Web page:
Renters who invest in shares instead of buying a home are usually better off, study suggests
Home buyers would have been better off renting and purchasing shares instead of pouring their savings into property in the majority of NSW suburbs, new analysis suggests.
The research showed those who bought properties in 60 per cent of locations accumulated less capital gains than those who rented in the same areas and purchased a leveraged ASX200 investment instead.
Among the areas where renters were substantially better off was Port Stephens, just north of Newcastle, and Woollahra.
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Renters were also better off in the Blue Mountains, according to the Ernst and Young analysis of Reserve Bank and Australia Bureau of Statistics data.
The size of the rental benefits depended on the timing of the property purchase and eventual sale.
Someone who purchased a unit in up-market eastern suburb Woollahra in 2004 before selling in 2014 would have ended up $570,000 worse off than a renter who purchased shares.
Meanwhile, those who bought in 2014 and sold in 2018 would have been $38,000 better off than renters.
2004 marked the peak of a long period of growth in housing values in the early 2000s while 2014 was the start of the property market’s next phase of growth.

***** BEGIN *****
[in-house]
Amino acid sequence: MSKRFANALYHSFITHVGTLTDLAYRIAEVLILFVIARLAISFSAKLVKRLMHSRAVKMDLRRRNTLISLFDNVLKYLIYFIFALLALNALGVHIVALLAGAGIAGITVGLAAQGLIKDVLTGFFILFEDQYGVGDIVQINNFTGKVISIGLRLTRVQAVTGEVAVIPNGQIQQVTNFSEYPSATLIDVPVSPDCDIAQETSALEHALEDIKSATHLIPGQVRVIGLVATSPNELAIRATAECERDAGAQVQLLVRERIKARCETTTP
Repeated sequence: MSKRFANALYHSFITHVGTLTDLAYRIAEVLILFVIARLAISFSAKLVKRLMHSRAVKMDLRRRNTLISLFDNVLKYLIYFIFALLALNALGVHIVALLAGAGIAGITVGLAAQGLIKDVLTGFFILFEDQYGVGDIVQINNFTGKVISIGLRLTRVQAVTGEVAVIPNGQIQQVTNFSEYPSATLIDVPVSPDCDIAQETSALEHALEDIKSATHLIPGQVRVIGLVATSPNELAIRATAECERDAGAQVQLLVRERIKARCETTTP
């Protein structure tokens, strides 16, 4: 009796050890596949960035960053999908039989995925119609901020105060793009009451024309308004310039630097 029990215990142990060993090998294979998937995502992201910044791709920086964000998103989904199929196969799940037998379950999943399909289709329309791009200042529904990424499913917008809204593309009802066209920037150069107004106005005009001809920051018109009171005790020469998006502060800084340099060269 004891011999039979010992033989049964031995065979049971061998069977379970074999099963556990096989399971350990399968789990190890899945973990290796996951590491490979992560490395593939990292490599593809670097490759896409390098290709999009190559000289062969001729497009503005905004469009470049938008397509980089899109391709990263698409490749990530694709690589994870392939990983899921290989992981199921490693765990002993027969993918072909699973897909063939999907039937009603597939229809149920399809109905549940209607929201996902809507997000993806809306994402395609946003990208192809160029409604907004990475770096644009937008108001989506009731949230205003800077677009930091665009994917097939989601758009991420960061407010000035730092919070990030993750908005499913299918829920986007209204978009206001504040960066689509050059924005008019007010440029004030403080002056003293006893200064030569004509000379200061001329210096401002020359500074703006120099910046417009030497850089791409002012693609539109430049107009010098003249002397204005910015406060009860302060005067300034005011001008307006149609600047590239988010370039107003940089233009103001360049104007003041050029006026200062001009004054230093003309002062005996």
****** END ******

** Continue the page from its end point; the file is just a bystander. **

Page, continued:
The latest cycle of growth ended in July 2017 and home values have fallen nearly 13 per cent since then.
EY chief economist Jo Masters said the study showed buying wasn’t always better than renting, despite most Aussies viewing home ownership as a major priority.
“It’s time to give up on the mindset that renting is dead money,” Ms Masters said.
“(With renting) you’re not investing in an asset that you own — but with today’s property prices you could be better off renting somewhere affordable and investing the cash you’ve saved.”
There were instances where the Aussie dream of owning a home was not the best course, she added. “We shouldn’t be pushing an entire generation into unsustainable debt levels — we need to change the wealth creation narrative to explore options other than property.”
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The analysis, published in Safe as Houses, compared the capital gains of those who bought a home using a 20 per cent deposit with those who invested the same funds into a leveraged share portfolio and rented where they could afford to buy.
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In the interactive, readers can choose a suburb and time period to find out whether they were better off buying or renting.
Safe as Houses is aimed at strengthening tenants’ rights to make renting more feasible for those seeking stability.